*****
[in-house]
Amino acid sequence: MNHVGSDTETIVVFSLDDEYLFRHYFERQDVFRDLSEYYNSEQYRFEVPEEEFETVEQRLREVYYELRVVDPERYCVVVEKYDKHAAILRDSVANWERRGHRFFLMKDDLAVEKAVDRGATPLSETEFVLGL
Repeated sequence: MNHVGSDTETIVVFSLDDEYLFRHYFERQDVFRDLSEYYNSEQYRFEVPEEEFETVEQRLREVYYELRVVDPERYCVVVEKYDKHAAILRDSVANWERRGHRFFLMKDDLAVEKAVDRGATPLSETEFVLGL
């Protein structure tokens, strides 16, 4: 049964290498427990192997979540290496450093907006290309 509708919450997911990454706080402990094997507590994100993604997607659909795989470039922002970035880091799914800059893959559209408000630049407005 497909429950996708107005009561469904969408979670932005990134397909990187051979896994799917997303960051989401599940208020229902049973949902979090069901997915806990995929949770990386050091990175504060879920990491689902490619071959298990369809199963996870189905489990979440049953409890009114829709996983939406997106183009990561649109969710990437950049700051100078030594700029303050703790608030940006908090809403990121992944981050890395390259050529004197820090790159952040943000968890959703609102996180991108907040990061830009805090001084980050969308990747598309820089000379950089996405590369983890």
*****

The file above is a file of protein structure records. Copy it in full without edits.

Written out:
[in-house]
Amino acid sequence: MNHVGSDTETIVVFSLDDEYLFRHYFERQDVFRDLSEYYNSEQYRFEVPEEEFETVEQRLREVYYELRVVDPERYCVVVEKYDKHAAILRDSVANWERRGHRFFLMKDDLAVEKAVDRGATPLSETEFVLGL
Repeated sequence: MNHVGSDTETIVVFSLDDEYLFRHYFERQDVFRDLSEYYNSEQYRFEVPEEEFETVEQRLREVYYELRVVDPERYCVVVEKYDKHAAILRDSVANWERRGHRFFLMKDDLAVEKAVDRGATPLSETEFVLGL
């Protein structure tokens, strides 16, 4: 049964290498427990192997979540290496450093907006290309 509708919450997911990454706080402990094997507590994100993604997607659909795989470039922002970035880091799914800059893959559209408000630049407005 497909429950996708107005009561469904969408979670932005990134397909990187051979896994799917997303960051989401599940208020229902049973949902979090069901997915806990995929949770990386050091990175504060879920990491689902490619071959298990369809199963996870189905489990979440049953409890009114829709996983939406997106183009990561649109969710990437950049700051100078030594700029303050703790608030940006908090809403990121992944981050890395390259050529004197820090790159952040943000968890959703609102996180991108907040990061830009805090001084980050969308990747598309820089000379950089996405590369983890």